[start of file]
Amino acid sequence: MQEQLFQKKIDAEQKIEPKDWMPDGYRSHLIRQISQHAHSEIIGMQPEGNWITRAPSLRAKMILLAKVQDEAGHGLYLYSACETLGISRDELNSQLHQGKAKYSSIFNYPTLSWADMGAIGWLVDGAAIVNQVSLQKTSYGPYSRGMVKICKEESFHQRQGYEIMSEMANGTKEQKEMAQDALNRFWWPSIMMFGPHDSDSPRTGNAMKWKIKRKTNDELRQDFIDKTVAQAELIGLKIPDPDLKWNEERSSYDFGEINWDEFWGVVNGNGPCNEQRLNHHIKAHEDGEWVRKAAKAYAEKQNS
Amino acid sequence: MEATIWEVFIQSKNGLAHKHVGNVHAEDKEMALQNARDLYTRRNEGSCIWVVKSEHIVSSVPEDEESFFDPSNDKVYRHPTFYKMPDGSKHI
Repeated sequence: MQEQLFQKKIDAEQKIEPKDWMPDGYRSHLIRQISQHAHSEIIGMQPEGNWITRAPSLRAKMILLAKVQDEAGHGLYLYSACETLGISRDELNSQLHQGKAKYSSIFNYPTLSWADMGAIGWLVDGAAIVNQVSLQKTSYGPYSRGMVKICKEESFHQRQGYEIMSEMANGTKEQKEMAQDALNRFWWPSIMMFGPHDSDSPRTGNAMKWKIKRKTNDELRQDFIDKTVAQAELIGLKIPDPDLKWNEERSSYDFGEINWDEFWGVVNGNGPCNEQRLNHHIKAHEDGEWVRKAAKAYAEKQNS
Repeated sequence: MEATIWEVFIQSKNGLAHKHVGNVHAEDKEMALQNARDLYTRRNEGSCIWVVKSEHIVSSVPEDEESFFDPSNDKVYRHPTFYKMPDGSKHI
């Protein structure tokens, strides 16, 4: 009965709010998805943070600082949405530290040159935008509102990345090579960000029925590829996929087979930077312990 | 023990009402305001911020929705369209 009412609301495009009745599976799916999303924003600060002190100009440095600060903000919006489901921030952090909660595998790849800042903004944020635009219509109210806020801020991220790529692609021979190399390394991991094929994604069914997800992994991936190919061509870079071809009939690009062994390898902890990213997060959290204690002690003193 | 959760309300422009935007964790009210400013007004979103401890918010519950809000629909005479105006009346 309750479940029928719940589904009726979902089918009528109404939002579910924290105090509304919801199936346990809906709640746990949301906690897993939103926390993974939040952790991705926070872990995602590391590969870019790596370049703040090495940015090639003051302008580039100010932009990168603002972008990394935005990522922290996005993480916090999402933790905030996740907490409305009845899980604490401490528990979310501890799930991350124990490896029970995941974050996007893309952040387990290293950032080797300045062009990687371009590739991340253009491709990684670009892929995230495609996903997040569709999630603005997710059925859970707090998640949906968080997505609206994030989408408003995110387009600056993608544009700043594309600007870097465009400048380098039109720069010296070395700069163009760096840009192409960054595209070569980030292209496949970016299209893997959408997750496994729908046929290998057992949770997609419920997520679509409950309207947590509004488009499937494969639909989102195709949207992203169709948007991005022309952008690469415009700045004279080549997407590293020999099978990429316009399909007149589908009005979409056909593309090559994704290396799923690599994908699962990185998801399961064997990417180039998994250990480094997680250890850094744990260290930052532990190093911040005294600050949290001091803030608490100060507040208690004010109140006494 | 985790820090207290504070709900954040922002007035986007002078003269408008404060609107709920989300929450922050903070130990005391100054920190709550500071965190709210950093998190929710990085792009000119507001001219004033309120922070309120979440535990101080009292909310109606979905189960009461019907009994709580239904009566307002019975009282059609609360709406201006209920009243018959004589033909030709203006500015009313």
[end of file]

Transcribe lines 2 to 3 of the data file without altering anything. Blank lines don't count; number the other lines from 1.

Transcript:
Amino acid sequence: MEATIWEVFIQSKNGLAHKHVGNVHAEDKEMALQNARDLYTRRNEGSCIWVVKSEHIVSSVPEDEESFFDPSNDKVYRHPTFYKMPDGSKHI
Repeated sequence: MQEQLFQKKIDAEQKIEPKDWMPDGYRSHLIRQISQHAHSEIIGMQPEGNWITRAPSLRAKMILLAKVQDEAGHGLYLYSACETLGISRDELNSQLHQGKAKYSSIFNYPTLSWADMGAIGWLVDGAAIVNQVSLQKTSYGPYSRGMVKICKEESFHQRQGYEIMSEMANGTKEQKEMAQDALNRFWWPSIMMFGPHDSDSPRTGNAMKWKIKRKTNDELRQDFIDKTVAQAELIGLKIPDPDLKWNEERSSYDFGEINWDEFWGVVNGNGPCNEQRLNHHIKAHEDGEWVRKAAKAYAEKQNS